News of the Weird | News of the Weird | Chicago Reader

News of the Weird 

Sign up for our newsletters Subscribe

Lead Stories

In September federal, state, and local authorities raided a field near Salinas, California, and seized about 1,000 khat plants, which produce a controlled substance that is still fairly new to the U.S. Khat is said to produce feelings of bliss, clarity of thought, euphoria, and excessive energy. And the Chicago Tribune reported in August that Abbott Laboratories had just completed successful human trials of ABT-594, a drug said to be 200 times as powerful as morphine but still nonaddictive. The drug comes from a tiny Ecuadoran frog whose highly poisonous secretions have long been used to coat blowgun darts.

When authorities raided a cockfighting operation near Gadsden, Alabama, in July, they found not only a restaurant and a 250-seat theater for patrons, but two air-conditioned trailers for the roosters, one of which featured piped-in country music.

According to a Reuters report in August, a German lobbyist group in Bonn called the Working Group for the Unemployed held a series of rallies to demand six weeks' annual paid vacation for people out of work, pointing out that those looking for work often are under greater stress than those with jobs.

First Things First

U.S. News & World Report disclosed in July that the government of Iraq, limited to buying only essential "humanitarian" items under the UN trade embargo, ordered 25 rowing machines and four liposuction devices from a German company. And in August Robert Allan Miller of Bethlehem, Pennsylvania, was revealed to have set aside $5,000 in his will for ten monthly awards "to the most conscientious police officer[s], who [give] the most traffic tickets to motorists who double-park." A friend said Miller "lived on a really narrow street."

Intimate Connubial Moments

In August a 26-year-old woman reported being raped by five men in her van on a street in Spokane, Washington. Several days later she apologized and said the sex was consensual, part of a fantasy she lived out by picking the men up, and that her husband was involved. Also in August a couple from Silver Spring, Maryland, was arrested for indecent exposure at an adult cinema in Baltimore after the husband arranged for four men to have sex with his wife on the premises. According to police, several other men in the theater complained, apparently because the live sex obstructed their view of the screen.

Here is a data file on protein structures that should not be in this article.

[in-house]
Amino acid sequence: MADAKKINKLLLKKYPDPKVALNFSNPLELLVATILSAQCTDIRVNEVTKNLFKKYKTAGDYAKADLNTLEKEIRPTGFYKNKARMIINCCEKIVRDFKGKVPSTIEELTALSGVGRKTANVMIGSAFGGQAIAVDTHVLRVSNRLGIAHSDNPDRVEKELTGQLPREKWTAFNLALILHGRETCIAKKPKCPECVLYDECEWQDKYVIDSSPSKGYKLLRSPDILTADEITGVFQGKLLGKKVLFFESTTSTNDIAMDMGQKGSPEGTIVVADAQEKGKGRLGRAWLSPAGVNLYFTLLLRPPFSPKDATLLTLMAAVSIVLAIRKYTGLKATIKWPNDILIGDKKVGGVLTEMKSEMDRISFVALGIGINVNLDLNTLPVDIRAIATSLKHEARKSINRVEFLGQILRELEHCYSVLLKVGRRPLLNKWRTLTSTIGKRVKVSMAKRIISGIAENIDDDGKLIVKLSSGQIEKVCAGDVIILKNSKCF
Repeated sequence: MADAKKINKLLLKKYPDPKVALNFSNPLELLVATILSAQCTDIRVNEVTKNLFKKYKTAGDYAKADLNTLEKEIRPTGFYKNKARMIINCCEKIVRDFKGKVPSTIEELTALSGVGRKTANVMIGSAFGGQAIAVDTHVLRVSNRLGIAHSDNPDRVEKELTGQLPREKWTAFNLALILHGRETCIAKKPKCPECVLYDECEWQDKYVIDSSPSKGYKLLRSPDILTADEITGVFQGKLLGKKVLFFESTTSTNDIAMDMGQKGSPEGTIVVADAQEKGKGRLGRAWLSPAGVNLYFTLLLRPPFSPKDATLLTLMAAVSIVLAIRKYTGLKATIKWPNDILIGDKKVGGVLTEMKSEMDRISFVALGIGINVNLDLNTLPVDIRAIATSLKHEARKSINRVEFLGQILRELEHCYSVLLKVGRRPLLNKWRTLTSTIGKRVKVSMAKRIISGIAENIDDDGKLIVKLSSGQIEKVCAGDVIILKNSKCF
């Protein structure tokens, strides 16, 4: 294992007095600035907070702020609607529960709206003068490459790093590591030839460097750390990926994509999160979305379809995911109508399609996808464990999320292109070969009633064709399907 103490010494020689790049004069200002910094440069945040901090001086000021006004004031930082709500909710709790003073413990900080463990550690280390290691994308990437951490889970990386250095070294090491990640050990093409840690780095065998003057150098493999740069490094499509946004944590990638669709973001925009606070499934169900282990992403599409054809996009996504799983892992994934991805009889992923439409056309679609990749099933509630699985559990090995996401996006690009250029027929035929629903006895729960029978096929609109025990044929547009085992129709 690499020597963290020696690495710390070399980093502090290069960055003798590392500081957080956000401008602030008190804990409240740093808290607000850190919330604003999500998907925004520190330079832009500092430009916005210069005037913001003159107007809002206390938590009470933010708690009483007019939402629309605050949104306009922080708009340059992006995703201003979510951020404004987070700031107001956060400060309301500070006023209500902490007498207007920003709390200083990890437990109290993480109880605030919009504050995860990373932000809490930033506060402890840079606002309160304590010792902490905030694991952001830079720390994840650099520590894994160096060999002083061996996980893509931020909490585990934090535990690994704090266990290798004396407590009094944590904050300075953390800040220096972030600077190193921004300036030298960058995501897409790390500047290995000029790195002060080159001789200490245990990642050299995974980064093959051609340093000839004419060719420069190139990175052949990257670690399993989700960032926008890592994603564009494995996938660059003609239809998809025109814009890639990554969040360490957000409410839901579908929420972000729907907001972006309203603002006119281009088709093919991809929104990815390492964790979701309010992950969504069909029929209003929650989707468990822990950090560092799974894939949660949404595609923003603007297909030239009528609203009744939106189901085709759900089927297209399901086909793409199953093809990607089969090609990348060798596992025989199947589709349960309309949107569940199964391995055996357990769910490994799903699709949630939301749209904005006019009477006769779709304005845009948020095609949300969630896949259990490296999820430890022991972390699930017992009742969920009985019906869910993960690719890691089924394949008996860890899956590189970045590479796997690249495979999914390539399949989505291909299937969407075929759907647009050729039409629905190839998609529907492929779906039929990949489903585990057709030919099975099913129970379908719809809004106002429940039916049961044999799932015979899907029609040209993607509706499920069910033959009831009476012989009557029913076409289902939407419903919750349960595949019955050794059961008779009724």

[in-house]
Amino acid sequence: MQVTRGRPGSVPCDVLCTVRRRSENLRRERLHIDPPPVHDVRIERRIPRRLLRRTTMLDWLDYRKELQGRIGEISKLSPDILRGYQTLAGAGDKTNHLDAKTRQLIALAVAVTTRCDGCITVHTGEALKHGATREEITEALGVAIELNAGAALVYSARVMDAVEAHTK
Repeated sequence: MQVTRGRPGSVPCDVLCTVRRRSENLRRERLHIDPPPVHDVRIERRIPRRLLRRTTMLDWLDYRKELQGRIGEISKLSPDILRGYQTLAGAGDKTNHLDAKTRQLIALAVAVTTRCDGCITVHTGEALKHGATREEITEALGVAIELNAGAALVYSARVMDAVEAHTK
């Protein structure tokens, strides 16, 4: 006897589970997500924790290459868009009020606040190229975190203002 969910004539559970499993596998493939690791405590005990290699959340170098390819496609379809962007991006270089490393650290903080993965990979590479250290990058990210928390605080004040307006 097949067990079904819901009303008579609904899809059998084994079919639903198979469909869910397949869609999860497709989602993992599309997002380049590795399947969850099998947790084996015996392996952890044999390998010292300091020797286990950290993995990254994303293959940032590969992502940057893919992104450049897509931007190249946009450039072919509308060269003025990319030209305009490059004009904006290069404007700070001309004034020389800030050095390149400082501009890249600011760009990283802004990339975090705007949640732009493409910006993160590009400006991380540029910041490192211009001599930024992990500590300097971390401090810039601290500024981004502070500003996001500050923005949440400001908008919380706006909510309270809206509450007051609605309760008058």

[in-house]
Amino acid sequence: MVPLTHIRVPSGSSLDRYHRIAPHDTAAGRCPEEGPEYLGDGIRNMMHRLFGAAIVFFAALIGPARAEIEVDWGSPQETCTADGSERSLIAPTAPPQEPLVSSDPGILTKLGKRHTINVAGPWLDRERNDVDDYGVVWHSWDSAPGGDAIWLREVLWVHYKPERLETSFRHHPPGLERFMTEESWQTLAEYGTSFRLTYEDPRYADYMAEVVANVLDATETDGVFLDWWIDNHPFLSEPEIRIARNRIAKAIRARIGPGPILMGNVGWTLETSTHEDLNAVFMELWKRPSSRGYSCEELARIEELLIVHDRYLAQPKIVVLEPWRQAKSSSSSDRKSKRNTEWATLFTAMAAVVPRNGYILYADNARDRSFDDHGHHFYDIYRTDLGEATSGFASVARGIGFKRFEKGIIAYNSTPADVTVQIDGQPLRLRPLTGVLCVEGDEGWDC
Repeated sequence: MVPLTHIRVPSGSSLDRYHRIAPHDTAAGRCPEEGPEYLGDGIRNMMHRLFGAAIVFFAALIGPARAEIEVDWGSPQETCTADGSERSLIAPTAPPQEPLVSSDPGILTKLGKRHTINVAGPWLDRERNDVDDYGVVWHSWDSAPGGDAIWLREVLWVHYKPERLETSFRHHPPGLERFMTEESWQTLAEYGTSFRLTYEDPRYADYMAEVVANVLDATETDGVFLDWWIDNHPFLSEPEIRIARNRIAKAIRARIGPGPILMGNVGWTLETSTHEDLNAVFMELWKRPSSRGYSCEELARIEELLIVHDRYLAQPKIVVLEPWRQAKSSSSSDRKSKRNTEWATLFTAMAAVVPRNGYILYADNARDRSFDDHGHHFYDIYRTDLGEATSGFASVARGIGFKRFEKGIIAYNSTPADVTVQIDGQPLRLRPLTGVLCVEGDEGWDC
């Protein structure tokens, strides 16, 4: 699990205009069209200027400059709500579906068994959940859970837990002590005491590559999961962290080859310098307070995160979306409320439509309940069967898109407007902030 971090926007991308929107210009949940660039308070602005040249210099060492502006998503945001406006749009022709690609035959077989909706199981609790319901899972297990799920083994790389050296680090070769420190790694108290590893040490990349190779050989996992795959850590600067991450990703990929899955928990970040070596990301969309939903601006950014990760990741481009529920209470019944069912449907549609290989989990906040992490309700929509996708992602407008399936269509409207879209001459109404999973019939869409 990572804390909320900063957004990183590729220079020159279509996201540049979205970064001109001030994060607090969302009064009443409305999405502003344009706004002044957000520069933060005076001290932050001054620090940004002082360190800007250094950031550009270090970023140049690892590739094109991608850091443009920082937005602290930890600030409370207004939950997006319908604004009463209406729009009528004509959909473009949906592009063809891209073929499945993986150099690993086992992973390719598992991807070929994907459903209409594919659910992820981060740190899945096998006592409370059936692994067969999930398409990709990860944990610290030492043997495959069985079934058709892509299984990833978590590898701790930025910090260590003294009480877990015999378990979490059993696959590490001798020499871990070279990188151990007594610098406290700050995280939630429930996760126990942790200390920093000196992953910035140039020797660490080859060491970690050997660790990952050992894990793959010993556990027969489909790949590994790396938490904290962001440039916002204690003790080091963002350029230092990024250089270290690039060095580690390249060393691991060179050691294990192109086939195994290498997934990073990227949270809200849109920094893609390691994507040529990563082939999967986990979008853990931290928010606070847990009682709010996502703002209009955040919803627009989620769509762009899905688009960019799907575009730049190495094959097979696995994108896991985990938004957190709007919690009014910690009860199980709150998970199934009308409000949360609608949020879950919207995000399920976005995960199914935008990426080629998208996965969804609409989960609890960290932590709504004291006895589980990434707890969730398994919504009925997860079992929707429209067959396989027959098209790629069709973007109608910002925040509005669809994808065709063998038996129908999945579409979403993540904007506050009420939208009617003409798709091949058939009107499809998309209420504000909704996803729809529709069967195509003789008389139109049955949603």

More Police Chiefs and Their Guns

John Grotluschen, police chief of Clarksville, Iowa, accidentally shot himself in the hand in August while cleaning his gun. Bruce Seal, sheriff of Claiborne County, Tennessee, accidentally shot himself in the foot in July while reaching into his pocket for his car keys. And Chuck Lewis, police chief of Coggon, Iowa, revealed in July that Sheriff Don Zeller won't give him a license to carry a gun because of Lewis's 1995 assault conviction.

I Don't Think So

Reverend Muhamed Siddeeq, spiritual adviser to Mike Tyson, told the New Jersey State Athletic Commission in July that the fighter should not only get his boxing license back, but he is a prime candidate to succeed Kofi Annan as UN secretary general: "I see Mike solving many of the world's problems."

In May Mary Lauro, head of a civic group seeking to incorporate the new town of Imperial in Jefferson County, Missouri, became upset because the issue was not being taken seriously enough by the county commission: "[Commissioner Jon Selsor] is right next to Hitler, Stalin, and all the other dictators."

The Los Angeles Times reported in July that in addition to construction of a small park in Washington, D.C., named for the late Sonny Bono, there is talk at the University of California, Riverside, of creating a Sonny Bono School of Government.

In July a 28-year-old man was ticketed for speeding in Great Falls, Montana, allegedly doing 104 in a 45-mph zone. According to police, the man said he had just washed his car and needed to drive fast to dry it off.

In September in Arusha, Tanzania, a UN tribunal convicted former Rwandan prime minister Jean Kambanda of genocide for his role in the slaughter of 500,000 Rwandan Tutsis in 1994. Kambanda professed surprise that he was sentenced to life in prison; his lawyer said that because Kambanda had cooperated with authorities, he was hopeful of doing no more than two years.

Least Competent Criminal

James L. Liddell was arrested at his home in Granite City, Illinois, about an hour after he allegedly robbed a bank. Police said Liddell apparently decided to rob the bank while waiting to cash a $12.19 paycheck, which was recovered at the scene, along with the ID he intended to use to cash it.

Recurring Themes

News of the Weird reported in 1995 on the preferred expression of worship at the Vineyard Christian Fellowship Church in Toronto, Ontario: falling to the floor in laughter over the greatness of the Holy Spirit. Among the more successful programs in the U.S., according to the Providence Journal-Bulletin in September, is the "Laughing Revival" of the New Life Worship Center in Smithfield, Rhode Island, whose parishioners may remain on the floor for up to an hour, giggling.

Undignified Death

In September in Lanham, Maryland, a 26-year-old man lost control of his motorcycle and crashed, killing himself. Police said it was alcohol related: four hours earlier, the man had been driven home from a part-time job, which was to get drunk at a police-training class so officers could practice doing sobriety tests on him. When he left work, he had a 0.12 blood-alcohol level.

Send your weird news to Chuck Shepherd, Chicago Reader, 11 E. Illinois, Chicago 60611.

Art accompanying story in printed newspaper (not available in this archive): illustration by Shawn Belshwender.

Comments

Subscribe to this thread:

Add a comment

More by Chuck Shepherd

Tabbed Event Search

Popular Stories